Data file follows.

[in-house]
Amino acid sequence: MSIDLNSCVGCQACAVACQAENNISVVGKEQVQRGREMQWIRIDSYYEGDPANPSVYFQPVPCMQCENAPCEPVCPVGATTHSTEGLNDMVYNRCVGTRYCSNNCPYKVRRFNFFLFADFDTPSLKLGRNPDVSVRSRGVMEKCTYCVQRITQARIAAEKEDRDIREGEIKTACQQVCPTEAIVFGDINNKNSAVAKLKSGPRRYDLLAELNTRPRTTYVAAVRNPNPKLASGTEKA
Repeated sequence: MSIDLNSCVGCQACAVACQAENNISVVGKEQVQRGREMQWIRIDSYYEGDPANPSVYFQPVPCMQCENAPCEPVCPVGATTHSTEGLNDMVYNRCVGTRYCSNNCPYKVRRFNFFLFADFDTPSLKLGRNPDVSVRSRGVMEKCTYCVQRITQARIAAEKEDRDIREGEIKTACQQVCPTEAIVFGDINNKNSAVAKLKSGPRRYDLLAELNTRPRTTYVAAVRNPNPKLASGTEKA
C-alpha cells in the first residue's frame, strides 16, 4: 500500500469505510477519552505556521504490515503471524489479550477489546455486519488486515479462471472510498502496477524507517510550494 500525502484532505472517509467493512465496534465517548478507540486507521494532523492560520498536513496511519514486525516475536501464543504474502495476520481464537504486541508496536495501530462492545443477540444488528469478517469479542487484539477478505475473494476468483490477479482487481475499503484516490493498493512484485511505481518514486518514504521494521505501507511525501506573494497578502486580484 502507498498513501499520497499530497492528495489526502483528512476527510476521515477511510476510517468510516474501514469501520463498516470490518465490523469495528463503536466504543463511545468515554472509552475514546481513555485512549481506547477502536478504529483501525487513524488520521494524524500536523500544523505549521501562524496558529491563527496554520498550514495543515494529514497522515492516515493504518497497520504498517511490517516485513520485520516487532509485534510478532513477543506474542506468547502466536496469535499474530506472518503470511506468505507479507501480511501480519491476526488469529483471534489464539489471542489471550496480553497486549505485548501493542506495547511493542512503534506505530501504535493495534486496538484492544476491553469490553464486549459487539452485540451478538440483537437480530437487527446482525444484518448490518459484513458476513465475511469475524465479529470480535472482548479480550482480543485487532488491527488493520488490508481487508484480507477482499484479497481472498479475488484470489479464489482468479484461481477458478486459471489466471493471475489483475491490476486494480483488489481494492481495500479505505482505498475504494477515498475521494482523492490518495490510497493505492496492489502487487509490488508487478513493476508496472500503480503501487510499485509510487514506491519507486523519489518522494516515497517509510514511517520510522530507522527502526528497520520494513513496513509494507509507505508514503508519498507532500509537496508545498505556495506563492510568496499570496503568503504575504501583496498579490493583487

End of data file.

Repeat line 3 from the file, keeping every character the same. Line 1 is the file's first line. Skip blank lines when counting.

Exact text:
Repeated sequence: MSIDLNSCVGCQACAVACQAENNISVVGKEQVQRGREMQWIRIDSYYEGDPANPSVYFQPVPCMQCENAPCEPVCPVGATTHSTEGLNDMVYNRCVGTRYCSNNCPYKVRRFNFFLFADFDTPSLKLGRNPDVSVRSRGVMEKCTYCVQRITQARIAAEKEDRDIREGEIKTACQQVCPTEAIVFGDINNKNSAVAKLKSGPRRYDLLAELNTRPRTTYVAAVRNPNPKLASGTEKA